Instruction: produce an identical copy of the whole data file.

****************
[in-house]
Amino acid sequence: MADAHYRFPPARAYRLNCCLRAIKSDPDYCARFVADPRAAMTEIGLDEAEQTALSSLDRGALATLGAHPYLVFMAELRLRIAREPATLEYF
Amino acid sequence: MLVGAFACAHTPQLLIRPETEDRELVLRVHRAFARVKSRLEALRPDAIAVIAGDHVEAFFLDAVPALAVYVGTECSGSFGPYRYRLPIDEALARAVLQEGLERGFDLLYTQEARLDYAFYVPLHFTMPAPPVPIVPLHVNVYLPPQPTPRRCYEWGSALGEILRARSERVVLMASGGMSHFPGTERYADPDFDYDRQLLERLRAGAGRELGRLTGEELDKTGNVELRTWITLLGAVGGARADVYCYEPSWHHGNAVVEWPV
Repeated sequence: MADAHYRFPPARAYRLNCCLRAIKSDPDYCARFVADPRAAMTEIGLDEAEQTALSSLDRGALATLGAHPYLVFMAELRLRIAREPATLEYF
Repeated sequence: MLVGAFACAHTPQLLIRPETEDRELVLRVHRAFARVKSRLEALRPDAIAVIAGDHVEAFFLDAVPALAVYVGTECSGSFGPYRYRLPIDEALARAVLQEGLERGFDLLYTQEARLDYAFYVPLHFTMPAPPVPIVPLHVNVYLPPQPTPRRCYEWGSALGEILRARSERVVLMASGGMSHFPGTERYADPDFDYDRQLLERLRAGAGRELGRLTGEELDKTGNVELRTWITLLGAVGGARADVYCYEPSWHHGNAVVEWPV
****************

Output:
[in-house]
Amino acid sequence: MADAHYRFPPARAYRLNCCLRAIKSDPDYCARFVADPRAAMTEIGLDEAEQTALSSLDRGALATLGAHPYLVFMAELRLRIAREPATLEYF
Amino acid sequence: MLVGAFACAHTPQLLIRPETEDRELVLRVHRAFARVKSRLEALRPDAIAVIAGDHVEAFFLDAVPALAVYVGTECSGSFGPYRYRLPIDEALARAVLQEGLERGFDLLYTQEARLDYAFYVPLHFTMPAPPVPIVPLHVNVYLPPQPTPRRCYEWGSALGEILRARSERVVLMASGGMSHFPGTERYADPDFDYDRQLLERLRAGAGRELGRLTGEELDKTGNVELRTWITLLGAVGGARADVYCYEPSWHHGNAVVEWPV
Repeated sequence: MADAHYRFPPARAYRLNCCLRAIKSDPDYCARFVADPRAAMTEIGLDEAEQTALSSLDRGALATLGAHPYLVFMAELRLRIAREPATLEYF
Repeated sequence: MLVGAFACAHTPQLLIRPETEDRELVLRVHRAFARVKSRLEALRPDAIAVIAGDHVEAFFLDAVPALAVYVGTECSGSFGPYRYRLPIDEALARAVLQEGLERGFDLLYTQEARLDYAFYVPLHFTMPAPPVPIVPLHVNVYLPPQPTPRRCYEWGSALGEILRARSERVVLMASGGMSHFPGTERYADPDFDYDRQLLERLRAGAGRELGRLTGEELDKTGNVELRTWITLLGAVGGARADVYCYEPSWHHGNAVVEWPV